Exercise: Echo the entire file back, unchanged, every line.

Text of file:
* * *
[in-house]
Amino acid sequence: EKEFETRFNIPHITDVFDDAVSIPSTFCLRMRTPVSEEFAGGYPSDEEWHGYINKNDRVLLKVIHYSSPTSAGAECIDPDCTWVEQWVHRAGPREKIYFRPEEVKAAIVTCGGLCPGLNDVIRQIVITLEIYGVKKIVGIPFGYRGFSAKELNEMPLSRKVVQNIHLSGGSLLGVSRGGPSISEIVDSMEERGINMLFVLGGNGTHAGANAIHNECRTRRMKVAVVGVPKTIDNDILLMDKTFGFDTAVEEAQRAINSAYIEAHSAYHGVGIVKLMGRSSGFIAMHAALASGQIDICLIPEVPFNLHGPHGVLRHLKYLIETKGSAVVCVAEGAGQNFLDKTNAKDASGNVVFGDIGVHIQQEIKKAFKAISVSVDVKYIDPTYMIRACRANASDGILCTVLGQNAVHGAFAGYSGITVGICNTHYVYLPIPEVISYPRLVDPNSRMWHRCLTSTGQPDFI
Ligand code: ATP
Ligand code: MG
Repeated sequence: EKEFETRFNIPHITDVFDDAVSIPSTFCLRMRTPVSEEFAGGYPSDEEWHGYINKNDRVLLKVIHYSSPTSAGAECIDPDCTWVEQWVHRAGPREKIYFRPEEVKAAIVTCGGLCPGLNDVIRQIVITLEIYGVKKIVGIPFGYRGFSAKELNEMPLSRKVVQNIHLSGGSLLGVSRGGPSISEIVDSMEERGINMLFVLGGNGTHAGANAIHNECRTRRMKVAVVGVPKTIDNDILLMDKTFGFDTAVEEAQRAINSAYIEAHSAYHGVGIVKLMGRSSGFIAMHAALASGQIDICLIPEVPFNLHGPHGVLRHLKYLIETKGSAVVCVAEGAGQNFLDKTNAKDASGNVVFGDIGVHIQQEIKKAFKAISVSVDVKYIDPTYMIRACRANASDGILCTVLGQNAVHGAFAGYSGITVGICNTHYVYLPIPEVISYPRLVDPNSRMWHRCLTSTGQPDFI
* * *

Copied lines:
[in-house]
Amino acid sequence: EKEFETRFNIPHITDVFDDAVSIPSTFCLRMRTPVSEEFAGGYPSDEEWHGYINKNDRVLLKVIHYSSPTSAGAECIDPDCTWVEQWVHRAGPREKIYFRPEEVKAAIVTCGGLCPGLNDVIRQIVITLEIYGVKKIVGIPFGYRGFSAKELNEMPLSRKVVQNIHLSGGSLLGVSRGGPSISEIVDSMEERGINMLFVLGGNGTHAGANAIHNECRTRRMKVAVVGVPKTIDNDILLMDKTFGFDTAVEEAQRAINSAYIEAHSAYHGVGIVKLMGRSSGFIAMHAALASGQIDICLIPEVPFNLHGPHGVLRHLKYLIETKGSAVVCVAEGAGQNFLDKTNAKDASGNVVFGDIGVHIQQEIKKAFKAISVSVDVKYIDPTYMIRACRANASDGILCTVLGQNAVHGAFAGYSGITVGICNTHYVYLPIPEVISYPRLVDPNSRMWHRCLTSTGQPDFI
Ligand code: ATP
Ligand code: MG
Repeated sequence: EKEFETRFNIPHITDVFDDAVSIPSTFCLRMRTPVSEEFAGGYPSDEEWHGYINKNDRVLLKVIHYSSPTSAGAECIDPDCTWVEQWVHRAGPREKIYFRPEEVKAAIVTCGGLCPGLNDVIRQIVITLEIYGVKKIVGIPFGYRGFSAKELNEMPLSRKVVQNIHLSGGSLLGVSRGGPSISEIVDSMEERGINMLFVLGGNGTHAGANAIHNECRTRRMKVAVVGVPKTIDNDILLMDKTFGFDTAVEEAQRAINSAYIEAHSAYHGVGIVKLMGRSSGFIAMHAALASGQIDICLIPEVPFNLHGPHGVLRHLKYLIETKGSAVVCVAEGAGQNFLDKTNAKDASGNVVFGDIGVHIQQEIKKAFKAISVSVDVKYIDPTYMIRACRANASDGILCTVLGQNAVHGAFAGYSGITVGICNTHYVYLPIPEVISYPRLVDPNSRMWHRCLTSTGQPDFI